School was usually good, except for the dreaded pop quizzes. It was like the teacher had radar, for she always knew when we were most unprepared.
“All right, class. Put away your books and take out a piece of paper. We are going to have a pop quiz.”
“It’s not fair. We aren’t ready. We haven’t had a chance to study,” we’d moan.
“You are supposed to know the material and be ready whether we have a test or not.”
Since there was no reasoning with her and there were only so many times we could tell the school nurse that our malaria was flaring up again, all we could do was take the test and pray that we remembered the work.
It is important to be prepared, for living is one test after another. Some are multiple choice (good, better, best) while others are more true/false, right/wrong. Some are judgment questions—if a tractor trailer is doing 65 mph on the interstate and I have my old Chevy van with zero acceleration power, can I make the merge without being demolished? How can I relate to our teenage kids and still keep my sanity?
Still others are essay questions that test how well you know yourself and know the Lord as your Savior and guide. In those tests of integrity, when no teacher is looking and there is no answer key, it is important to be prepared. We will not receive a grade but will be called to explain what we have done with our lives on the final exam of life.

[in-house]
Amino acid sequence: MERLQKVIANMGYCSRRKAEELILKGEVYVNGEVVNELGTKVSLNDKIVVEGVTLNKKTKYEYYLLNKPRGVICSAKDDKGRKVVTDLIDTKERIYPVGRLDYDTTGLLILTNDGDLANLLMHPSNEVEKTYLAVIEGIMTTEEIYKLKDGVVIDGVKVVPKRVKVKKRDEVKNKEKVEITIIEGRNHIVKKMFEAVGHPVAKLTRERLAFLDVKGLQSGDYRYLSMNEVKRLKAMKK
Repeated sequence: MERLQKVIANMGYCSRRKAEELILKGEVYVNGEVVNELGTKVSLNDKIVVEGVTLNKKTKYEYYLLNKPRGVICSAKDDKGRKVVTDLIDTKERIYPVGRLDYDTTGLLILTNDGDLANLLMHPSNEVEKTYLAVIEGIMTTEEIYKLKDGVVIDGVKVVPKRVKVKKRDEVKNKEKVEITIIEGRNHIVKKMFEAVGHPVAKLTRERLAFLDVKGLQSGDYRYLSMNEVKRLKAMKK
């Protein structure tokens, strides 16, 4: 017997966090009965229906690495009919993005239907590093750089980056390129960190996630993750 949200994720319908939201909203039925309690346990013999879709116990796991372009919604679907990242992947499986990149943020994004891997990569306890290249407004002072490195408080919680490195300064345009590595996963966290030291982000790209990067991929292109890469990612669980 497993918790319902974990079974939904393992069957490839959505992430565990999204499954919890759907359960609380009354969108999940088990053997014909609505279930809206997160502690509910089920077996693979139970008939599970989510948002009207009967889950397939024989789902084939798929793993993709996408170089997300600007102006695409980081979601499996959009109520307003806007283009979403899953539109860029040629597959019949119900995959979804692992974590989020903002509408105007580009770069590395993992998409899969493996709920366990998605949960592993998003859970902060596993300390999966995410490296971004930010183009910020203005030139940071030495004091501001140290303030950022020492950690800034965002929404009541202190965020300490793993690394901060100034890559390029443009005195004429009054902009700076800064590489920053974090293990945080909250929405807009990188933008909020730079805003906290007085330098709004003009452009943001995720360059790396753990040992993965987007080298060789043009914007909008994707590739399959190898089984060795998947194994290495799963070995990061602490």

Scripture tells us that, “Every knee will bow before Me [Jesus] and every tongue will confess to God. So then, each of us will give an account of himself to God” (Romans 14:11-12). And for that test, we never know the time or the day so we can’t wait until the night before and cram for it. We must be ready at all times.
It also tells us that we should be ready to offer answers to those who are searching. “Always be prepared to give an answer to everyone who asks you to give the reason for the hope that you have” (1 Pet. 3:15). The hope that we have is in Jesus as our Savior and friend who saves from sin and has changed our lives. And if you ask me why, I’ll tell you.
A. Kenneth Wilson, The War Cry